What's new

Date: 
Friday, 10 June, 2016

Friday June 10th marks the launch of an Autism Friendly Libraries training film for library staff. Following research showing that more than 9 in 10 people with autism would use their library more if some autism friendly adjustments were made, the Association of Senior Children’s and Education Librarians (ASCEL) is to offer training and support to all 3000 of the nation’s public libraries.

The research, conducted by social care organisation Dimensions, showed that whilst people with autism are already more likely than other people to use a library, a few changes could lead to 92% increasing their use of their local library. 

The film commissioned by ASCEL and developed by Dimensions and accompanied by fact sheets, signage and social stories, has been made possible thanks to public funding by Arts Council England. It will receive its first screening today at the Society of Chief Librarians annual seminar in Warwickshire.

View the training film

 

There are a range of support documents to download:

*NEW* 

  • Solihull Libraries  have been working with Autism West Midlands (AWM) to create a Google Earth style walk through of Chelmsley Wood Library. AWM worked with the managers in Chelmsley Wood to set-up autism friendly drop-in sessions and commissioned a filmmaker to create a walk through from the library entrance to all public areas of the library to help people with autism pre-visit the library and know what to see and where to go. There is a link to the walk through from the Library’s web page. (04/07/2016)
  • Social Story for the Big Friendly Read  A Word document that can be adapted for your library. (30/6/2016)

 Autism Friendly Libraries Sharing Good Practice

 

Full press release

 

With thanks to our partners Dimensions who worked so hard to create the film and supporting documents;  Arts Council England for making funding available; to Essex Libraries and Coventry Libraries for providing film venues; to all library services who shared their good practice with us; to the Society of Chief Librarians for their support and to the four young people and their families for giving us their time and sharing their thoughts.

Dimensions website

Date: 
Thursday, 26 May, 2016

Philip Ardagh has written an open letter to Simon Cowell in response to his comments that the books he is reading to his son are “quite boring”. Philip said “A good librarian can point you in the direction of some amazing books for your son. There really are some wonderful children’s books waiting to be shared, and a professional librarian can help you access them”. 

ASCEL never can resist a challenge and we’ve enlisted librarians across the country to provide a list of stories which have been tried, tested and loved by two year olds.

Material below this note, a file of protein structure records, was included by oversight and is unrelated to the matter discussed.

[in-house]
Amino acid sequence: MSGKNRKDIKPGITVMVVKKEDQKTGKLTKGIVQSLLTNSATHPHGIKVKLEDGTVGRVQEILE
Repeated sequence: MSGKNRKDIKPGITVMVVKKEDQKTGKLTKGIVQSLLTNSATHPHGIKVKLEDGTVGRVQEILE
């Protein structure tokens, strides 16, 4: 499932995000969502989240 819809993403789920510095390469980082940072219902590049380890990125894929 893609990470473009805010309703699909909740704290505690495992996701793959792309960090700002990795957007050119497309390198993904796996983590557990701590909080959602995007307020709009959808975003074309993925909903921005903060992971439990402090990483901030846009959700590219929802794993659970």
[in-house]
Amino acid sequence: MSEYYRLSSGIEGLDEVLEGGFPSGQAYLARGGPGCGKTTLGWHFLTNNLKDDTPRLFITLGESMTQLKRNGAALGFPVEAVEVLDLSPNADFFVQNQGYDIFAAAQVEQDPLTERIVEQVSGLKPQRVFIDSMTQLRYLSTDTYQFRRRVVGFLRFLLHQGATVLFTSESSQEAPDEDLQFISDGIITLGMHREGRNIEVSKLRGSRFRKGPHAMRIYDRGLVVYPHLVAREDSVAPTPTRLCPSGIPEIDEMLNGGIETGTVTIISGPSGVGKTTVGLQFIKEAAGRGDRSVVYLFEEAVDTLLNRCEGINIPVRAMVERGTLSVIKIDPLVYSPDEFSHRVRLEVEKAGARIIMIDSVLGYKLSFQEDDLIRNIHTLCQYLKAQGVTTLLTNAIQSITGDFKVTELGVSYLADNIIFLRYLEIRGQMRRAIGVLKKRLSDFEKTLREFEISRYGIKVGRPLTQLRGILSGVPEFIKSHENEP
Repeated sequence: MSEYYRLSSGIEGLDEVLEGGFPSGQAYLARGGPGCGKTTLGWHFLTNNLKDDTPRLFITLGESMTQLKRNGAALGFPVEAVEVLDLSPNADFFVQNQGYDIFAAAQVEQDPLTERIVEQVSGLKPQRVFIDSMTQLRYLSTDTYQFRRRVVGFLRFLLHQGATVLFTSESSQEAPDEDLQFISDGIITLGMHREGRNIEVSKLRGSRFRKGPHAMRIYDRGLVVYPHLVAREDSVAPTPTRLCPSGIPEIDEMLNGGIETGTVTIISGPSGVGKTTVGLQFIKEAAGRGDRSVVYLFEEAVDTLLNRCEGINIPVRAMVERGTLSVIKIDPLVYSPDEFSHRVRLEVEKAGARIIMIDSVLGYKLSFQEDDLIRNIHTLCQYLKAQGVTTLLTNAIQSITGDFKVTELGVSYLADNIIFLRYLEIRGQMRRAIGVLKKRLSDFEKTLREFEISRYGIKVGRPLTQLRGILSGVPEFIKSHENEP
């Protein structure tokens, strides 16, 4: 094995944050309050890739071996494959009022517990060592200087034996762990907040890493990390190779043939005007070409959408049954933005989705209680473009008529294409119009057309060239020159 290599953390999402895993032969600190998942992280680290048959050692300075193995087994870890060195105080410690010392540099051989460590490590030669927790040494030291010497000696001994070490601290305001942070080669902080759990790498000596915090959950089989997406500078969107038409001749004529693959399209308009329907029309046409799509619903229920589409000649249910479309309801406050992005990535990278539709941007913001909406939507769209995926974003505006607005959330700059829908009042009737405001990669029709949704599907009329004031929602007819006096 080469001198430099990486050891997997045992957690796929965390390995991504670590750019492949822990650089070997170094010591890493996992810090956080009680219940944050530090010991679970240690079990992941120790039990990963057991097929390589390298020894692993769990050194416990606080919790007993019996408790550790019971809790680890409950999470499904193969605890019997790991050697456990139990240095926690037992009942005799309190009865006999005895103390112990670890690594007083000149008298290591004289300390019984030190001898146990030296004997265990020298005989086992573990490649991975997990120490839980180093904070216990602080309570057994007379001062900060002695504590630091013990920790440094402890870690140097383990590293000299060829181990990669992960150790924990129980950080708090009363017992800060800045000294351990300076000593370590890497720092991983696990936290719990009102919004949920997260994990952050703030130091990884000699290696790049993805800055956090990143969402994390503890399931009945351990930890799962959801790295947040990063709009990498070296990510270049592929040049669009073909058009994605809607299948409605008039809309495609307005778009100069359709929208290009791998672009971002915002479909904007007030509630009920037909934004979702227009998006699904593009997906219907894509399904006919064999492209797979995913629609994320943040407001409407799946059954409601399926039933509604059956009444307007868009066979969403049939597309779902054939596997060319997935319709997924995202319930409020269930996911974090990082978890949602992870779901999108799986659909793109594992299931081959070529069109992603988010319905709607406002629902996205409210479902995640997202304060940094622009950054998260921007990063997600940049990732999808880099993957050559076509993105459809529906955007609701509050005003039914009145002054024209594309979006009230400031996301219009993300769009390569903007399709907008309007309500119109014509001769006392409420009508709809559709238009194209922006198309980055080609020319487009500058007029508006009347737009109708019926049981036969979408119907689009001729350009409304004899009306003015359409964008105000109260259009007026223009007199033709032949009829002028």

We love to see dads sharing books with their young children. Books for two year olds need to be immediately appealing. They also need to offer reassurance and familiarity, as well as new experiences. They should feature strong, memorable characters to help children build their emotional skills and support speech and language development. Above all they should be fun for children and their parents.
 
We hope Simon and Eric enjoy some of the great books in this list –available of course -from local libraries.

Sarah Mears
Chair ASCEL: The Association of Senior Children’s and Education Librarians

Books to read with a two year old

Philip Ardagh's original letter 

Date: 
Monday, 25 April, 2016

ASCEL welcomes the Cultural Education Challenge. We believe a coherent wrap-around cultural education offer that connects schools and communities and links them with arts and cultural organisations will ignite curiosity, remove barriers, and enable children and young children to pursue their dreams.

The Cultural Education Challenge is the Arts Council's call for the art, culture and education sectors to work together in offering a consistent, and high quality, art and cultural education for all children and young people.

Download full ASCEL statement

ACE Cultural Education Challenge

Date: 
Monday, 18 April, 2016

During the last year we’ve been working with Arts Council England to identify the library journey children should experience from the time they are born onwards. We’ve identified key points in the journey where public libraries should have some kind of special offer to children - for example Rhymes Times for the under-fives, Summer Reading Challenge for primary age children.  One of the areas that we have not tackled nationally is the pre-natal time - and engaging with parents to be around the importance of sharing books with tiny babies, singing to your bump etc. These are the presentations and notes from the one day workshop held on 21 March 2016, aiming to discuss and help shape the library offer to parents-to-be.

Our next steps are to draw together all  the thoughts from the day and make some recommendations about how we develop the offer for the first stage of the journey.

 

Kate Freeman Lead Communication Advisor for Early Development, ICAN - the children’s communication charity. Engaging with children and parents pre-birth

Kelly Walsh, Head of Research, Booktrust. Bookstart Bump

Katherine Hodges, Digital Lead, Baby Buddy App, Team Best Beginnings. Baby Buddy app 

Margaret Street, Early Years Librarian, Hertfordshire Libraries. Case Study: Black and white book-making 

Annabel Gittins, Library Commissioning Manager for Children and Young People, Shropshire Libraries. Case Study: Baby Shower

Notes from discussion sessions

Further information from Bookstart:

Bookstart Bump case studies

Bookstart bump evaluation executive summary

Bookstart Bump Research handout

Brain Development Review, executive summary

Saloni Krishnan Presentation